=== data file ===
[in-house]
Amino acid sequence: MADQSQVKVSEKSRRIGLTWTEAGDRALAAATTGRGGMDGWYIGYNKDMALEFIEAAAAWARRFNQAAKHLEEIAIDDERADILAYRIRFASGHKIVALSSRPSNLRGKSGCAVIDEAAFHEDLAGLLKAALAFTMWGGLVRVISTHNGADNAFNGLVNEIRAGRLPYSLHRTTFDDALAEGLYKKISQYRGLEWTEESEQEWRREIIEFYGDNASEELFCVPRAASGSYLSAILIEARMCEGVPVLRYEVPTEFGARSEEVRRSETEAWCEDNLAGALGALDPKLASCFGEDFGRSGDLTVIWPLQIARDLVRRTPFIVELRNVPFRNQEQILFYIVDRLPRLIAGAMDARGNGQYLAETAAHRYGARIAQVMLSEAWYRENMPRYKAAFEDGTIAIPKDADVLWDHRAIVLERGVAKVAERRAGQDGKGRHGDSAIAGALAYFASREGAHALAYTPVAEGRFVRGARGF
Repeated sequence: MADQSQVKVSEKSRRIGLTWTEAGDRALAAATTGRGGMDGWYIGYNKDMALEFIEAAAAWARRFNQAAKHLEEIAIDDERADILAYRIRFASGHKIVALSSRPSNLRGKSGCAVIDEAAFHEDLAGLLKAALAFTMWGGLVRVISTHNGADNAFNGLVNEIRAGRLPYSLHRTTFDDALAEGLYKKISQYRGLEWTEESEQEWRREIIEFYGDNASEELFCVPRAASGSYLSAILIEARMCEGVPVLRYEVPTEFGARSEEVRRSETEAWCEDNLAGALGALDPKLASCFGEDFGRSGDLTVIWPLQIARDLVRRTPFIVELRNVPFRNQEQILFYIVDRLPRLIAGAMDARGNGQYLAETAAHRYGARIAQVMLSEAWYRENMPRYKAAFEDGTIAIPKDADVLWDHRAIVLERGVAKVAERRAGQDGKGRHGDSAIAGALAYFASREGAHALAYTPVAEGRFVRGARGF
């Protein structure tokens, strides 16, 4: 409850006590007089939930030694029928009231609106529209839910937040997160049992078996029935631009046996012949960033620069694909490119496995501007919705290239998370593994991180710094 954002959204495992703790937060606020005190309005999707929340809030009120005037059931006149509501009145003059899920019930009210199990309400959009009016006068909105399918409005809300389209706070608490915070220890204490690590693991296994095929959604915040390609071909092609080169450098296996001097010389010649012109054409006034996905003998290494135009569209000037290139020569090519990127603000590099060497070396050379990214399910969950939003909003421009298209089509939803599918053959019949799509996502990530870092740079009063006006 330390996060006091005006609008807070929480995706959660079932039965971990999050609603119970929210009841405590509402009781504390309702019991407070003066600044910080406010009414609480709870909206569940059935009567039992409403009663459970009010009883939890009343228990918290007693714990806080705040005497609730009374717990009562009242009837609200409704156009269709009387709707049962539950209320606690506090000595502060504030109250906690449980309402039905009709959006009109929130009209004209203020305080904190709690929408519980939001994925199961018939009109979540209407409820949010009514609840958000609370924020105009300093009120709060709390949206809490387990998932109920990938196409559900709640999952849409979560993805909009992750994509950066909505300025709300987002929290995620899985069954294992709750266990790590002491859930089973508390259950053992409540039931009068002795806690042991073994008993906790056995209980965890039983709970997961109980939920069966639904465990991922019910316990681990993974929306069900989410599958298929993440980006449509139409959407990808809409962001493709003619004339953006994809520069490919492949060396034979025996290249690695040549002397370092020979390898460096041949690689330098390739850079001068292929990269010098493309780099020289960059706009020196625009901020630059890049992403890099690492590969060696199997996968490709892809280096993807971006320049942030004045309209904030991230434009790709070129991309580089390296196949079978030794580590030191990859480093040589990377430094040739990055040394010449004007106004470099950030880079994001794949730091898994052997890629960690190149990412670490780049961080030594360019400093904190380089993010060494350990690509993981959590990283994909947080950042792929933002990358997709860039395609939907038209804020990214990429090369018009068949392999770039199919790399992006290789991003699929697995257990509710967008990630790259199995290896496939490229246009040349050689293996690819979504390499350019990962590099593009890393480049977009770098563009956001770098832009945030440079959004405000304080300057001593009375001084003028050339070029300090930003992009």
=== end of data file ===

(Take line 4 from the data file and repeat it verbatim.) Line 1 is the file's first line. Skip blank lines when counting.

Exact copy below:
């Protein structure tokens, strides 16, 4: 409850006590007089939930030694029928009231609106529209839910937040997160049992078996029935631009046996012949960033620069694909490119496995501007919705290239998370593994991180710094 954002959204495992703790937060606020005190309005999707929340809030009120005037059931006149509501009145003059899920019930009210199990309400959009009016006068909105399918409005809300389209706070608490915070220890204490690590693991296994095929959604915040390609071909092609080169450098296996001097010389010649012109054409006034996905003998290494135009569209000037290139020569090519990127603000590099060497070396050379990214399910969950939003909003421009298209089509939803599918053959019949799509996502990530870092740079009063006006 330390996060006091005006609008807070929480995706959660079932039965971990999050609603119970929210009841405590509402009781504390309702019991407070003066600044910080406010009414609480709870909206569940059935009567039992409403009663459970009010009883939890009343228990918290007693714990806080705040005497609730009374717990009562009242009837609200409704156009269709009387709707049962539950209320606690506090000595502060504030109250906690449980309402039905009709959006009109929130009209004209203020305080904190709690929408519980939001994925199961018939009109979540209407409820949010009514609840958000609370924020105009300093009120709060709390949206809490387990998932109920990938196409559900709640999952849409979560993805909009992750994509950066909505300025709300987002929290995620899985069954294992709750266990790590002491859930089973508390259950053992409540039931009068002795806690042991073994008993906790056995209980965890039983709970997961109980939920069966639904465990991922019910316990681990993974929306069900989410599958298929993440980006449509139409959407990808809409962001493709003619004339953006994809520069490919492949060396034979025996290249690695040549002397370092020979390898460096041949690689330098390739850079001068292929990269010098493309780099020289960059706009020196625009901020630059890049992403890099690492590969060696199997996968490709892809280096993807971006320049942030004045309209904030991230434009790709070129991309580089390296196949079978030794580590030191990859480093040589990377430094040739990055040394010449004007106004470099950030880079994001794949730091898994052997890629960690190149990412670490780049961080030594360019400093904190380089993010060494350990690509993981959590990283994909947080950042792929933002990358997709860039395609939907038209804020990214990429090369018009068949392999770039199919790399992006290789991003699929697995257990509710967008990630790259199995290896496939490229246009040349050689293996690819979504390499350019990962590099593009890393480049977009770098563009956001770098832009945030440079959004405000304080300057001593009375001084003028050339070029300090930003992009």